By Mary Anne Mather, Managing Editor
TERC’s Using Data For Meaningful Change Blog
TERC Using Data Senior Facilitator

Many districts are heading into spring state-level testing. It’s irrefutable that the opinions surrounding the pros and cons ofthree teachers collaboratively analyzing student work samples such assessments make for heated discussions in many circles. Not the least among the disputes is the time spent on what some call “teaching to the test.” The high stakes value placed on these tests can make even the best of us do things we don’t really embrace as best practice.

At TERC, we try to look at it from a different angle. What if our day-to-day work as professional-level instructors set the stage for students to perform better on the standardized tests because we intricately understood the ins and outs of what students do and do not know? Armed with that knowledge, we can plan classroom instruction that closes the gap between misconception and success. It’s most likely going to influence test scores, while addressing essential grade-level learning goals. That’s where looking at student work samples comes in!

Knowing the Learning Challenge
Throughout the school year, effective teachers are constantly consulting multiple data sources to pinpoint areas where individual or groups of students struggle. As seasoned educators, we note trends in benchmark assessments, end-of-unit tests, and day-to-day classroom performance using formative assessment strategies. By this time in the year, we are pretty well aware of the standards, strands, and broad concepts that challenge students the most at a specific grade level. And these are most likely among the standards that will be evident in the state test items.

Preparing For the Task
Now is the time to come together as a team and draw on one another’s expertise to unpack that standard, strand, or broad concept and select an open-ended task related to the challenge area that will really test a student’s content-understanding moxy. The best tasks are open-ended and offer a level of cognitive demand that requires lots of thinking. An open-ended task gives students freedom about how they might approach the task and allows for multiple avenues to success. When students undertake the task, they are required not only to give their answers, but to show their work and explain their thinking. That’s where the rubber meets the road.

Most likely, the selected task reflects content that was already taught, but not mastered by all students. You can help students prepare for the task by offering similar open-ended task samples and facilitating individual and group think-alouds about the solutions. You can also show your students exemplars of mastery or examples of incomplete answers and ask them for suggestions about how to improve the answers. Then, follow on with asking all students at a grade level to individually solve/complete the selected assessment.

Scoring the Task
In TERC Using Data workshops, we ask each teacher in a grade level or Data Team, before scoring the student work, to complete the open-ended assessment individually—just as if he or she were a student. The real value in this comes as teachers share their answers and solutions with one another, and they “deconstruct” the task. They engage in a collaborative dialogue around what knowledge, skills, concepts, and big ideas are necessary in order to master the task.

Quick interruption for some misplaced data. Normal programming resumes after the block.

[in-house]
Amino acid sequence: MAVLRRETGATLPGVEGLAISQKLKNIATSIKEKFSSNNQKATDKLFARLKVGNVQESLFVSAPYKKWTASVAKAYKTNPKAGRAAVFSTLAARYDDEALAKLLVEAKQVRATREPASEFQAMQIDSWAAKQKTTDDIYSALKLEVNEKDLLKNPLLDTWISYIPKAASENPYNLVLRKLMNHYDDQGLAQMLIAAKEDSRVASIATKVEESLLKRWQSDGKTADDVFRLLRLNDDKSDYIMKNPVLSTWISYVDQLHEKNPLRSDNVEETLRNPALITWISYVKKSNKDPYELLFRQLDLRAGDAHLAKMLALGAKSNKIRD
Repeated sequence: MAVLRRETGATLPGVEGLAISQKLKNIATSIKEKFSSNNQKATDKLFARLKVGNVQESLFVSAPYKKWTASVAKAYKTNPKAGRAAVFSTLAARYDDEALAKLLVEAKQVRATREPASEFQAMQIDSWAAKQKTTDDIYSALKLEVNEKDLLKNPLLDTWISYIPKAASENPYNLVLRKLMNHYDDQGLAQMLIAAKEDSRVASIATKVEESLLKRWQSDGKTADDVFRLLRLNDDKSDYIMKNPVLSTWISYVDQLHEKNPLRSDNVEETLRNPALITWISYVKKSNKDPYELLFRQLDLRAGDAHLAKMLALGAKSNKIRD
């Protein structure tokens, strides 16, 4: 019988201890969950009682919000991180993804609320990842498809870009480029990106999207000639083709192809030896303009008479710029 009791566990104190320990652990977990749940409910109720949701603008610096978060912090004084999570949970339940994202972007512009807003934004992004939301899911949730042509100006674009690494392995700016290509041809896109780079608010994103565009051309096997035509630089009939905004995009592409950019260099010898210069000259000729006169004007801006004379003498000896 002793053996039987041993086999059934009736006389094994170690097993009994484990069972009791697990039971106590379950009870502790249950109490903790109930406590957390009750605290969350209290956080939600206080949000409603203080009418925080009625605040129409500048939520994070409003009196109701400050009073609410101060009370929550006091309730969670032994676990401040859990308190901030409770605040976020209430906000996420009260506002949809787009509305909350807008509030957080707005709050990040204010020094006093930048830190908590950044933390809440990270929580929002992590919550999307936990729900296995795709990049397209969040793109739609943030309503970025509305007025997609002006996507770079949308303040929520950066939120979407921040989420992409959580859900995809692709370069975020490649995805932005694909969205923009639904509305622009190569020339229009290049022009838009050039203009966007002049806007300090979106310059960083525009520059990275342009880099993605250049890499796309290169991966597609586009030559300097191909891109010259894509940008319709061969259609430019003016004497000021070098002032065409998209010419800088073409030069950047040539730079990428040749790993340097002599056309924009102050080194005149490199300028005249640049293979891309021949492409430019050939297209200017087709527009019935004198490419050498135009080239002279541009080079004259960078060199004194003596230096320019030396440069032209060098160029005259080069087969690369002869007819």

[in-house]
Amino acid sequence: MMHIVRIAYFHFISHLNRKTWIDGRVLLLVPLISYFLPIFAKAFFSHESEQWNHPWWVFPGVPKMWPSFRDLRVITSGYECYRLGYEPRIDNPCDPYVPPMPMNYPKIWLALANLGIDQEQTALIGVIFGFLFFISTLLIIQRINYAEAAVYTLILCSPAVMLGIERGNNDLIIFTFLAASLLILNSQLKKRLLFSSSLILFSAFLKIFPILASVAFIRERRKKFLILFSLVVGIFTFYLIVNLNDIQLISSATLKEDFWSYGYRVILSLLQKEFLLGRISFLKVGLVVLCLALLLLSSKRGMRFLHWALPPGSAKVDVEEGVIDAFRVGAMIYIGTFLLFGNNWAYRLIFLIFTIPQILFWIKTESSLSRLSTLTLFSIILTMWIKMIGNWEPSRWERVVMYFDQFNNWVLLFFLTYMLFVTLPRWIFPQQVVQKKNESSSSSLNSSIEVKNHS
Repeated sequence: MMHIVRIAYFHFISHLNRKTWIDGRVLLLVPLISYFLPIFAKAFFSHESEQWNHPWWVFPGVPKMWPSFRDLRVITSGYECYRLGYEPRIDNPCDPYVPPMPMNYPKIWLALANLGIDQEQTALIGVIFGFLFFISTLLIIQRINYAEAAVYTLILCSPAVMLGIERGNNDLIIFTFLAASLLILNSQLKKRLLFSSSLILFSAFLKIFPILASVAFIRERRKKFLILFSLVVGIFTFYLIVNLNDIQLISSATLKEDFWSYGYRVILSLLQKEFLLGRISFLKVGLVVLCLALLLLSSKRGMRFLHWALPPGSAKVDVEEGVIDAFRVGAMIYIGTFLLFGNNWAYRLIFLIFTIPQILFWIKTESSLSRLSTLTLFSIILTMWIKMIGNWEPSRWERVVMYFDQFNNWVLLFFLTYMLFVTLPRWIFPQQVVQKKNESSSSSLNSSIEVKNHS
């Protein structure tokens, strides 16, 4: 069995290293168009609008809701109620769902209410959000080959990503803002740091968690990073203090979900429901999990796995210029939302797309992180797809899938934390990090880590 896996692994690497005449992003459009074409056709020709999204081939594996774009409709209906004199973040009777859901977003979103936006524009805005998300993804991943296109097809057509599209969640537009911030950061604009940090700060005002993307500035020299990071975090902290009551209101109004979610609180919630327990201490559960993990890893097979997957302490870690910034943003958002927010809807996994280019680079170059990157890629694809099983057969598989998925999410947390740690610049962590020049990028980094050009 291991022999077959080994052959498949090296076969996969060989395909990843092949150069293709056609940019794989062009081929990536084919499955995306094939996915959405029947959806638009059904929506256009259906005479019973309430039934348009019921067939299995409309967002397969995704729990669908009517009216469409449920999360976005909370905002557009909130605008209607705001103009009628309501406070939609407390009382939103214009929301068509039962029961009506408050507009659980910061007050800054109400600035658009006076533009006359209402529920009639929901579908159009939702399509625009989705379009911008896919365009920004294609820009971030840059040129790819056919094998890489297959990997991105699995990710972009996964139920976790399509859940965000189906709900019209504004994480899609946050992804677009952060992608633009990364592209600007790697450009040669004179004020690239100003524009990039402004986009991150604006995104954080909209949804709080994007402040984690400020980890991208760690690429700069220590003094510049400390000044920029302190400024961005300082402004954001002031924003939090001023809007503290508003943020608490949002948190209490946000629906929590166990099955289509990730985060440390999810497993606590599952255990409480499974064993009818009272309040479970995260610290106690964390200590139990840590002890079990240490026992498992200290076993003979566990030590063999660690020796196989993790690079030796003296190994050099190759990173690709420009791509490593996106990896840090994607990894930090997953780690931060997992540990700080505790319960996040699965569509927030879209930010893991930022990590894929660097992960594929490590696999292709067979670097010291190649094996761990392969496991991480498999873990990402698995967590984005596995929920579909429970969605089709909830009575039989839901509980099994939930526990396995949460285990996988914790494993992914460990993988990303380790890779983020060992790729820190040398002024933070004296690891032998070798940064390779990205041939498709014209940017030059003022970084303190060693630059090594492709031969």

This task deconstruction serves two purposes:

• It is a type of professional development that reveals different levels of understanding and varied ways of thinking among peers.

• For all intents and purposes, it results in a collaboratively-developed scoring rubric that will be used to review student work. Teachers come to a common understanding about students must know and be able to do in order to successfully complete the task.

three samples of student work on a math taskThen we ask the team to identify 6-8 pieces student work selected from across the grade level. Student and teacher names are removed from the samples, and the team works together to score against the rubric created as a part of the task deconstruction conversation. Samples should encompass multiple proficiency levels to really get at trends about student misunderstandings or lack of knowledge. During the scoring discussion, look for evidence of student thinking. Are there knowledge gaps, computation challenges (math), weak skill areas, vocabulary misunderstandings, incomplete answers? After the sample work is collaboratively scored, teachers can review each piece of student work for their individual classrooms, using the samples as exemplars.

Action Planning
The most effective next steps include:

• Determine if specific misconceptions are widespread or involve groups of students or only individuals. This lays the groundwork for instruction choices: large group re-teaching, setting up strategies for small group review, or conference sessions with a few individual students.

• Work as a team to share teaching strategies. If many students in one class did well, what did hat teacher do? Discuss new approaches to teaching concepts already covered. Consider teaming—with different teachers working with small groups based on need.

Ultimately, it’s not about teaching to the test. It’s about teaching to student needs. In the end, we believe students will know more, be more proficient…and yes…they even might perform better on “the test.”